The LIGHTSITE I study is the first prospective, sham controlled, double-masked clinical study to evaluate the effectiveness of photobiomodulation (PBM) treatment in patients with dry age-related macular degeneration (AMD). The study included 46 eyes and subject participation lasted 12 months.  Results from the LIGHTSITE I study showed clinical improvements in visual and anatomical outcome measures following multi-wavelength PBM. Improvements were observed in Best-Corrected Visual Acuity (BCVA) and Contrast Sensitivity (CS) in addition to improvements in pathological hallmarks such as Central Drusen Volume (CDV).  These data provide a strong foundation for the utility of PBM therapy and demonstrate disease-modifying effects.

The PBM therapy (three treatments per week for three weeks) was most beneficial in dry AMD patients immediately following the completion of the treatment sessions highlighting a need for follow-up maintenance therapy. Retreatments at a six-month interval were performed to maintain clinical benefits.

No device-related adverse events were reported throughout the course of the study highlighting a favorable safety profile. The results demonstrate that the therapy is both a safe and effective treatment for early stage dry AMD patients.

This foundational data will accelerate our learning to develop options to treat complicated degenerative eye diseases, where patient options are limited.  The current trial results will be used to refine the upcoming multi-center clinical trials expected to start initially in Europe, and then in the US.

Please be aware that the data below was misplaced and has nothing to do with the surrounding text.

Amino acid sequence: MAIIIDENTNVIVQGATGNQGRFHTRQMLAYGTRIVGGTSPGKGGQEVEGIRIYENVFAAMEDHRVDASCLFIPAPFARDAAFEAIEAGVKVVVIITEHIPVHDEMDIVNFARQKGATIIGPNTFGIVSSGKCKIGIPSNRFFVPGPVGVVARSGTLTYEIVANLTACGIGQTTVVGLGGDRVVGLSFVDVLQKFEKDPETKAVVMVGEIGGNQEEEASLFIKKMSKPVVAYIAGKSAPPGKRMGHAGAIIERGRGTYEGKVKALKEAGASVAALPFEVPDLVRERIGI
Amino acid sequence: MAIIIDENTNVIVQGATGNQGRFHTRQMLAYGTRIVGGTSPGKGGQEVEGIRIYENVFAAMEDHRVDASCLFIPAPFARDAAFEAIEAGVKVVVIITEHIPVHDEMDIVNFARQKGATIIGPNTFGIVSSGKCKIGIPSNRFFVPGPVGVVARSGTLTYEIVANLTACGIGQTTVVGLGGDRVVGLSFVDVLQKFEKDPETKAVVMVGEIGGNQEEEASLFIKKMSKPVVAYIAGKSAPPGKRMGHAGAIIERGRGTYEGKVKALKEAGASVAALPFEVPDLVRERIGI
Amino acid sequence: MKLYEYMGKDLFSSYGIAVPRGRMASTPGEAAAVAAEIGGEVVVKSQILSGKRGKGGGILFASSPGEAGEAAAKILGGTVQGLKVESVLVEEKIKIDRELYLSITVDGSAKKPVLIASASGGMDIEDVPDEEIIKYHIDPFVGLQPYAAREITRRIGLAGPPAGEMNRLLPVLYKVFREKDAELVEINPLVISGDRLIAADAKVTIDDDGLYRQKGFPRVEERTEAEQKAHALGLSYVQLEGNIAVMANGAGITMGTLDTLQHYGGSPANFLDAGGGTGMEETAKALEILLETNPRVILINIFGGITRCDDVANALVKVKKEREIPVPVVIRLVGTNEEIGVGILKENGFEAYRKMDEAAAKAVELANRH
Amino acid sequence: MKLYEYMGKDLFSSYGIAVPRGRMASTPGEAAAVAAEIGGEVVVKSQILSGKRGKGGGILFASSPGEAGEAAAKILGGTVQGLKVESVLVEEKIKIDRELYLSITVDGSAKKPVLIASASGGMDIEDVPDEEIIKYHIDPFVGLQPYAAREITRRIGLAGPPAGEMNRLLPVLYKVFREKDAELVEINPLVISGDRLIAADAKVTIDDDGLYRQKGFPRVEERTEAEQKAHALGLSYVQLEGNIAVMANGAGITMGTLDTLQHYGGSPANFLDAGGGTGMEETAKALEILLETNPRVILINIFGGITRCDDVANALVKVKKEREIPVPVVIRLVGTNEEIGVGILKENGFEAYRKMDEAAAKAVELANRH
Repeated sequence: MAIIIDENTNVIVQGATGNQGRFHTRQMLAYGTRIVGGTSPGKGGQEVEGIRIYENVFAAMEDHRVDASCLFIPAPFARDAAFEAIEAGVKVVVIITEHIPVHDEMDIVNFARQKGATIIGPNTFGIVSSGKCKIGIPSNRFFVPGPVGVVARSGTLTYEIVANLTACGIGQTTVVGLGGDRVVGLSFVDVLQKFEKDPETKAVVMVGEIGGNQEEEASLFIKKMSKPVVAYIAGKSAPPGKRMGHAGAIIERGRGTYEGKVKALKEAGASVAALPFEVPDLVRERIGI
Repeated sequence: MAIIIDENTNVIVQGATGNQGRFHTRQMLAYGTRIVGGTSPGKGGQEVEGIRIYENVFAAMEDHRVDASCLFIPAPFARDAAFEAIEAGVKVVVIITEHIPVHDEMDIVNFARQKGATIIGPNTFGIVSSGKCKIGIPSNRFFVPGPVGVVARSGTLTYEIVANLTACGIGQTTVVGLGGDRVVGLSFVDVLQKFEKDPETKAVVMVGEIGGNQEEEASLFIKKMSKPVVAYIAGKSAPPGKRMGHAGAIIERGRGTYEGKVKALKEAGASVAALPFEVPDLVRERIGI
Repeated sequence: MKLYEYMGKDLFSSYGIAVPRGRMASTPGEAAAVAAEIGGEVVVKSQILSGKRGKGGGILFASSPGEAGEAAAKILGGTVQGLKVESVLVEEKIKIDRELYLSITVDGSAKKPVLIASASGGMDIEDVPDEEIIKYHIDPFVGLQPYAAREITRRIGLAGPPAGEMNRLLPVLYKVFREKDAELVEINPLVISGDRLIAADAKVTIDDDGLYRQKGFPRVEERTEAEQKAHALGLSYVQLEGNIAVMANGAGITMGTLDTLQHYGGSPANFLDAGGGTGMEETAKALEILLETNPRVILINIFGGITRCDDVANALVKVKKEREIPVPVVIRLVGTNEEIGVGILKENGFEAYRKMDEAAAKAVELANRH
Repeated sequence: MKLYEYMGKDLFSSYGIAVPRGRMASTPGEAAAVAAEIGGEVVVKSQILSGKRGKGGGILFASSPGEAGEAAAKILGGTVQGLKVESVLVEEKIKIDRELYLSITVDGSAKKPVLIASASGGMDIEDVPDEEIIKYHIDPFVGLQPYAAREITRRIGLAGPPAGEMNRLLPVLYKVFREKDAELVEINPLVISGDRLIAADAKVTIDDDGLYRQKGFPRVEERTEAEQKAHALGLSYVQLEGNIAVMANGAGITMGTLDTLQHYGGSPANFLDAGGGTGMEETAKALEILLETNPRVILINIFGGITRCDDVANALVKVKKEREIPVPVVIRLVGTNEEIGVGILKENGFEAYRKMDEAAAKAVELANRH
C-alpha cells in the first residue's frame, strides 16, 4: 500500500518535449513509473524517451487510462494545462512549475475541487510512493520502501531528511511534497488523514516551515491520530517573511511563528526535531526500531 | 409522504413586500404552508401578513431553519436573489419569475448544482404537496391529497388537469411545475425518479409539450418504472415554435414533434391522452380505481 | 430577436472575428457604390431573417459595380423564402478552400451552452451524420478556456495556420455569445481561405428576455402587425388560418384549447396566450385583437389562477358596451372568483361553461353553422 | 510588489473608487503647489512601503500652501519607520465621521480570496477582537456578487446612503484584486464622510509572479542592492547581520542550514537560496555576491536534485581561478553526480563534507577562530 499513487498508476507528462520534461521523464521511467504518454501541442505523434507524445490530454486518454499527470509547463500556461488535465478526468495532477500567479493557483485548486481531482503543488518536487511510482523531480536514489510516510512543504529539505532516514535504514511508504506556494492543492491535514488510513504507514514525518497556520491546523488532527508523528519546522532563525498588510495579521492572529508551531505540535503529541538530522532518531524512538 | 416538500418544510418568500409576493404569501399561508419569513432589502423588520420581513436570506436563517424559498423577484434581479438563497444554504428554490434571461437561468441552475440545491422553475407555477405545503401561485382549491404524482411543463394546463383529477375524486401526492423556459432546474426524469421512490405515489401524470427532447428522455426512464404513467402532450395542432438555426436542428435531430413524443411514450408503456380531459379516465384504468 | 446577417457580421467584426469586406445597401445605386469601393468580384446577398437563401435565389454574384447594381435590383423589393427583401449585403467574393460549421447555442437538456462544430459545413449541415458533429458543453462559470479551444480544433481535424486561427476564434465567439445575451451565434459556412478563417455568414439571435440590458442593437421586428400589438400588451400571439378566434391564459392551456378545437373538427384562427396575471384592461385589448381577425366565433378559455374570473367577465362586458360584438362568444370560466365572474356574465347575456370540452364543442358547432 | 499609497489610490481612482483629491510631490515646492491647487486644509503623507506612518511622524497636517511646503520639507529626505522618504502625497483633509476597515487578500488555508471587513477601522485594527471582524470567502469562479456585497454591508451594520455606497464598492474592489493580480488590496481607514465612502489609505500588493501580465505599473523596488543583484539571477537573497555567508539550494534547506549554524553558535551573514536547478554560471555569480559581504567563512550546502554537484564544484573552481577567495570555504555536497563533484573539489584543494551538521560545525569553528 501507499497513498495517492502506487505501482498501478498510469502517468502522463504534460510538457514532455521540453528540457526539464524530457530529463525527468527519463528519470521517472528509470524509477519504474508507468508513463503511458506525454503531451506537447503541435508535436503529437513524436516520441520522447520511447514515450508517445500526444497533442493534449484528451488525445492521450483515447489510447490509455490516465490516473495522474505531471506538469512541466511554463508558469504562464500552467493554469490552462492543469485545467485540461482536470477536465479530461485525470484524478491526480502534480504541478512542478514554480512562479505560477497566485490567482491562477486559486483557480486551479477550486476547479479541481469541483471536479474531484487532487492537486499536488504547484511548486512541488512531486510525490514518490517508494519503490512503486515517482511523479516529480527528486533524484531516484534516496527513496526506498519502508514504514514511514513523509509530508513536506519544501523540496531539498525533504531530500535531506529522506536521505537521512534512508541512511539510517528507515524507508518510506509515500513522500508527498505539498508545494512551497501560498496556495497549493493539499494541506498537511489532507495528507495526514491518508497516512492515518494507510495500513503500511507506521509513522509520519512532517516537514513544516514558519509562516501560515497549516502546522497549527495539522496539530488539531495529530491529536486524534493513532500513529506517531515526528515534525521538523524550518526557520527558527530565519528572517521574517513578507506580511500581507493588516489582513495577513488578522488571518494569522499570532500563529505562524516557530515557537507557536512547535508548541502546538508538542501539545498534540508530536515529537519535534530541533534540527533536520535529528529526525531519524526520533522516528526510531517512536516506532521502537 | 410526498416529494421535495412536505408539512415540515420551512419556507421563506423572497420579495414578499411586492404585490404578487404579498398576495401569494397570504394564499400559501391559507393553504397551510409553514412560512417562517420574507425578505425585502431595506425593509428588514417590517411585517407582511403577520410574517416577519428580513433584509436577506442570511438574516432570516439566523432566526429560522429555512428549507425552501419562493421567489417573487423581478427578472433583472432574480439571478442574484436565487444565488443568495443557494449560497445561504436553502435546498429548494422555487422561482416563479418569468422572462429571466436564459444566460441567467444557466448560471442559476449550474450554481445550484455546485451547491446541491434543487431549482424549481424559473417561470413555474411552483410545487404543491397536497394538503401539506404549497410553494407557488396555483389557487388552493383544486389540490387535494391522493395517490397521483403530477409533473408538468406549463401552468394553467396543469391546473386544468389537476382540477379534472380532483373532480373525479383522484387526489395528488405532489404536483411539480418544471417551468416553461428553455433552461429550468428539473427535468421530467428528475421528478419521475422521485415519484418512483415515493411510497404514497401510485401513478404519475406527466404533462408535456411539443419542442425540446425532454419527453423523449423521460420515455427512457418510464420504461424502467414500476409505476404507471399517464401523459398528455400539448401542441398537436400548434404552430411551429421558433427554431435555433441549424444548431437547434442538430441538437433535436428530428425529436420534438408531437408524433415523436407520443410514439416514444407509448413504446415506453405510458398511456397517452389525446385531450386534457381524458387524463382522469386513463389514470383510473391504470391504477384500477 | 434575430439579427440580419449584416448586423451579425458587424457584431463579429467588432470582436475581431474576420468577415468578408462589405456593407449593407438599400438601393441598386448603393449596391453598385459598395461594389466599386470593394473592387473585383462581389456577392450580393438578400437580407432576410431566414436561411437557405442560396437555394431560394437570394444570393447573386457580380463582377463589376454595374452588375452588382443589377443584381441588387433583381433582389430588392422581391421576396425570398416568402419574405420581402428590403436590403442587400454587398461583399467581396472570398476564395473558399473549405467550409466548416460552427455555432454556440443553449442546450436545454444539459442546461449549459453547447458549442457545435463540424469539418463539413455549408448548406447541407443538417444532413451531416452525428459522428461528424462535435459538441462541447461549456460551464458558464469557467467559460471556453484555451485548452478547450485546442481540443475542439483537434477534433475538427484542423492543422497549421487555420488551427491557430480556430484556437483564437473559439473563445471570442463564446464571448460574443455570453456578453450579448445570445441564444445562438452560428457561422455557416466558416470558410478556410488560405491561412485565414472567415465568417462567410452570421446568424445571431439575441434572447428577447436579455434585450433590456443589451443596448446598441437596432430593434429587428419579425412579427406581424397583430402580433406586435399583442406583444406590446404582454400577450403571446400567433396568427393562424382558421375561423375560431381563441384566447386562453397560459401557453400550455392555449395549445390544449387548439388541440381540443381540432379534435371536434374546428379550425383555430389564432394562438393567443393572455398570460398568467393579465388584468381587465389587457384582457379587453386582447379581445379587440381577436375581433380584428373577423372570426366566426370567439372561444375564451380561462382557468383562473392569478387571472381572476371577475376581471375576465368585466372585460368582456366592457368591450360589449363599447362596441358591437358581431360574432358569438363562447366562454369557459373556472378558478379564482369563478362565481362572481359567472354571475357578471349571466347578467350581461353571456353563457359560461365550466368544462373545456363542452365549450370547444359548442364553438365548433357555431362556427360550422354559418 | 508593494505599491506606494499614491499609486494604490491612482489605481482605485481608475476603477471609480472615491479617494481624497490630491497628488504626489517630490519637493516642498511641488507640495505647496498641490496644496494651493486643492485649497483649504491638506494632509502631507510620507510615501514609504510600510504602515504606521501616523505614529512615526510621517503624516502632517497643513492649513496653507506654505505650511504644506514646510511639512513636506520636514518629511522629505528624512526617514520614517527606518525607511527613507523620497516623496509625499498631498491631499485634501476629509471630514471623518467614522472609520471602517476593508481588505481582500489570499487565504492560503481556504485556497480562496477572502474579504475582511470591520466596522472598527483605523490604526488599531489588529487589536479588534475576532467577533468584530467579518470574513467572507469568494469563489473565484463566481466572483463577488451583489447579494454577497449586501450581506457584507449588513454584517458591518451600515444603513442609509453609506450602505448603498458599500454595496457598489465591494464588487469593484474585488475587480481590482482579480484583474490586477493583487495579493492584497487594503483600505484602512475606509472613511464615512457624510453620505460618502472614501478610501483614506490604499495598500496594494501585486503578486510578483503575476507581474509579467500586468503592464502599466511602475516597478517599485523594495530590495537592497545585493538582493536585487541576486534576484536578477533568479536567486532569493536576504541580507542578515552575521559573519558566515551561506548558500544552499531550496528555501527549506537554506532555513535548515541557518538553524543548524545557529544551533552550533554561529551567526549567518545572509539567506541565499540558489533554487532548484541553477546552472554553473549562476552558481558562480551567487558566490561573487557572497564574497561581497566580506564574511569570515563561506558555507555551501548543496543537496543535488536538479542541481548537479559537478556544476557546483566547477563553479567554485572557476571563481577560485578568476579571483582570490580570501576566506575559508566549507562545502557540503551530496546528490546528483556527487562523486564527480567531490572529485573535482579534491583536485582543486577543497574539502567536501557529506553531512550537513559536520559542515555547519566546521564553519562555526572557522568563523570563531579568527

The 30-subject pilot study was partially funded from a Small Business Innovation Research (SBIR) grant awarded to the Company from the National Institute of Health and the National Eye Institute.

This study has been published in RETINA. Click here to view.


Two earlier investigator-led clinical studies demonstrated clinical and pathological benefits of PBM in patients with dry AMD. The TORPA I clinical trial demonstrated improvements in clinical outcomes of vision which extended to improvements in pathological “drusen” in the TORPA II trial.

The TORPA II clinical trial assessed changes in BCVA, CS, CDV and CDT in a total of 42 eyes. Significant improvements in BCVA and CS were seen at the completion of the 3-week treatment paradigm and after 3 months. In addition, CDV and CDT were significantly reduced while overall central retinal thickness and volume remained stable. These findings reveal the potential benefits and further support the utility of PBM treatment in dry AMD. Results from the TORPA II clinical trial were published in December 2016 in ACTA Ophthalmologica, a top peer-reviewed Ophthalmology journal.


Ongoing Clinical Trials

For information on the studies and their site locations can be found at